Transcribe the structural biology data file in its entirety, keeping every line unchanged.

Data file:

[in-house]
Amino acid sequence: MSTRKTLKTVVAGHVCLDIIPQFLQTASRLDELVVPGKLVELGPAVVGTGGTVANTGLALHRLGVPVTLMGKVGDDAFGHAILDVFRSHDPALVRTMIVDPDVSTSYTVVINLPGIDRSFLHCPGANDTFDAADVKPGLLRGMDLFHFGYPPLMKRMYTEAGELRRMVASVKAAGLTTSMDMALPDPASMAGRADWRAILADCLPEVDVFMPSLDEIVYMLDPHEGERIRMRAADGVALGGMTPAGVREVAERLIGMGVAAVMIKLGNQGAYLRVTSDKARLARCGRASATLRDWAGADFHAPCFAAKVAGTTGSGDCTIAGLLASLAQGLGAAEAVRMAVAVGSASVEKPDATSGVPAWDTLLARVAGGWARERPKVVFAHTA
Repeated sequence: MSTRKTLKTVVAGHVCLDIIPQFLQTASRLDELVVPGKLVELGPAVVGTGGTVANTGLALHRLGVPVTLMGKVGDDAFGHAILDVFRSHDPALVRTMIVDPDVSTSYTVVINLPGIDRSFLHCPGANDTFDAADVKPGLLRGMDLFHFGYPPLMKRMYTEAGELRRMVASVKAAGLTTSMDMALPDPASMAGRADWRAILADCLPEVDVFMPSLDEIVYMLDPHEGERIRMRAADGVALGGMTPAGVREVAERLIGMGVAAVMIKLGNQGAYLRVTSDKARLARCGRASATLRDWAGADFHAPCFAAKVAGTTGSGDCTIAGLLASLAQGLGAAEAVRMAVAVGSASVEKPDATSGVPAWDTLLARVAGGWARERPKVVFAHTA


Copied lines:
[in-house]
Amino acid sequence: MSTRKTLKTVVAGHVCLDIIPQFLQTASRLDELVVPGKLVELGPAVVGTGGTVANTGLALHRLGVPVTLMGKVGDDAFGHAILDVFRSHDPALVRTMIVDPDVSTSYTVVINLPGIDRSFLHCPGANDTFDAADVKPGLLRGMDLFHFGYPPLMKRMYTEAGELRRMVASVKAAGLTTSMDMALPDPASMAGRADWRAILADCLPEVDVFMPSLDEIVYMLDPHEGERIRMRAADGVALGGMTPAGVREVAERLIGMGVAAVMIKLGNQGAYLRVTSDKARLARCGRASATLRDWAGADFHAPCFAAKVAGTTGSGDCTIAGLLASLAQGLGAAEAVRMAVAVGSASVEKPDATSGVPAWDTLLARVAGGWARERPKVVFAHTA
Repeated sequence: MSTRKTLKTVVAGHVCLDIIPQFLQTASRLDELVVPGKLVELGPAVVGTGGTVANTGLALHRLGVPVTLMGKVGDDAFGHAILDVFRSHDPALVRTMIVDPDVSTSYTVVINLPGIDRSFLHCPGANDTFDAADVKPGLLRGMDLFHFGYPPLMKRMYTEAGELRRMVASVKAAGLTTSMDMALPDPASMAGRADWRAILADCLPEVDVFMPSLDEIVYMLDPHEGERIRMRAADGVALGGMTPAGVREVAERLIGMGVAAVMIKLGNQGAYLRVTSDKARLARCGRASATLRDWAGADFHAPCFAAKVAGTTGSGDCTIAGLLASLAQGLGAAEAVRMAVAVGSASVEKPDATSGVPAWDTLLARVAGGWARERPKVVFAHTA